Both periods benefited from prior-year development: USD 950 million in 2015 compared to USD 673 million in 2014. It is important to note that these prior-year developments were not ‘one-offs’ caused by good luck, but valuable earnings contributions from effective risk selection and disciplined underwriting in prior accident years.

The total life and health benefits decreased from USD 10.6 billion in 2014 to USD 9.1 billion in 2015. That result was strongly influenced by the successful completion of management actions in Reinsurance in 2014 in relation to the US pre-2004 individual life business. In 2015, mortality experience was favourable compared to expectations mainly from good experience in the US post-2004 business. Morbidity was unfavourable by about the same amount, driven by adverse experience in the critical illness business in the UK and Asia. Model and assumption changes were favourable, driven by interest rate updates of the valuation of disabled life reserves.

For more on the underwriting performance of all Business Units, see Reinsurance.

Market environment

Hedge funds, pension funds and other capital market participants have been supplying ‘alternative’ capital to re/insurance markets in recent years as they search for higher returns. Primary insurers are also by and large well-capitalised after several years of generally benign loss experience, leading some of them to retain more risk than has normally been the case.

These forces have been depressing prices, especially in short-tail lines, making disciplined and selective underwriting ever more critical for re/insurers. For the January 2016 renewals we observed a continued general price softening in property and specialty lines of business. Casualty has been relatively stable, with significant differences by segment. The softening in the important US natural catastrophe market has started to ease and there is evidence that it is approaching an inflection point.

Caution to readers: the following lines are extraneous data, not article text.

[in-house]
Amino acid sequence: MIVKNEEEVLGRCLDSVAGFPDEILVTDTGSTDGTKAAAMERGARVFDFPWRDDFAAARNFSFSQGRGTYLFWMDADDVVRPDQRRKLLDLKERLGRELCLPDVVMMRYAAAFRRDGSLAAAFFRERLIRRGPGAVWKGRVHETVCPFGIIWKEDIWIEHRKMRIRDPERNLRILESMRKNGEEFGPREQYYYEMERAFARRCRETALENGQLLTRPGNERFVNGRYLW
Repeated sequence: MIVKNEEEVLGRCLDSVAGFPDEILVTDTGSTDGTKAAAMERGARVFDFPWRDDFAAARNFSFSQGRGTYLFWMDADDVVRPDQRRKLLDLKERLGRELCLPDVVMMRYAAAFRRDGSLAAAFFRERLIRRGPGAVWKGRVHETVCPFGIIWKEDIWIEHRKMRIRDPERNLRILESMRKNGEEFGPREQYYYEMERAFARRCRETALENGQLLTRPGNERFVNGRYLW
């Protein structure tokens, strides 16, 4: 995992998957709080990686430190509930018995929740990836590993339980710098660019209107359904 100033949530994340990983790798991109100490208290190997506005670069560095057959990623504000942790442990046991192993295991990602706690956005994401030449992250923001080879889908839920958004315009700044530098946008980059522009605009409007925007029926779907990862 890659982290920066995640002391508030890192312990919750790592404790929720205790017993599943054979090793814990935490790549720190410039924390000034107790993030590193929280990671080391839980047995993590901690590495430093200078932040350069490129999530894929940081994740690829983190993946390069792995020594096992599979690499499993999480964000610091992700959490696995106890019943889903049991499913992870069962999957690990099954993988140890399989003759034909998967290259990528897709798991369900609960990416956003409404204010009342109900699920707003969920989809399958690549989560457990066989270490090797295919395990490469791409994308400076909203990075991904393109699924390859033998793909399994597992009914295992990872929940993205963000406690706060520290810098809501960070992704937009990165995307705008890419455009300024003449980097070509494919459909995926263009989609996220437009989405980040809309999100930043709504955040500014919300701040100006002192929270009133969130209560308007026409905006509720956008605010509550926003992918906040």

Inflation is currently well contained and will continue to keep property and casualty claims severity increases generally low for a while. The long-term outlook for inflation is more uncertain.

Exposure growth should continue to accelerate gradually in line with the economy. In high growth markets, and especially in Asia, we expect to see strong exposure growth for both life and non-life insurance, further accelerated by urbanisation and increasing insurance penetration among the growing middle classes. Fiscal austerity is expected to drive risks from the public to the private sector, creating opportunities in infrastructure, pensions, healthcare and natural catastrophes. More immediate opportunities exist in other areas with insurance protection gaps.


In the short term we expect challenging conditions to persist until demand and supply of capacity start to balance. In such an environment underwriting outperformance remains key. We will therefore seek to continue to exploit our competitive advantage in risk selection and capital allocation to protect our bottom line. We will reduce capacity for flow business in Property & Casualty Reinsurance and focus on large and tailored transactions for all lines. In addition, we will be pursuing opportunities presented by major demographic, socioeconomic and technological trends, including the rise of high growth markets, where growth remains dynamic; or where the need for health protection is expanding, as in ageing societies. Last but not least, we will also focus on areas where protection gaps threaten resilience.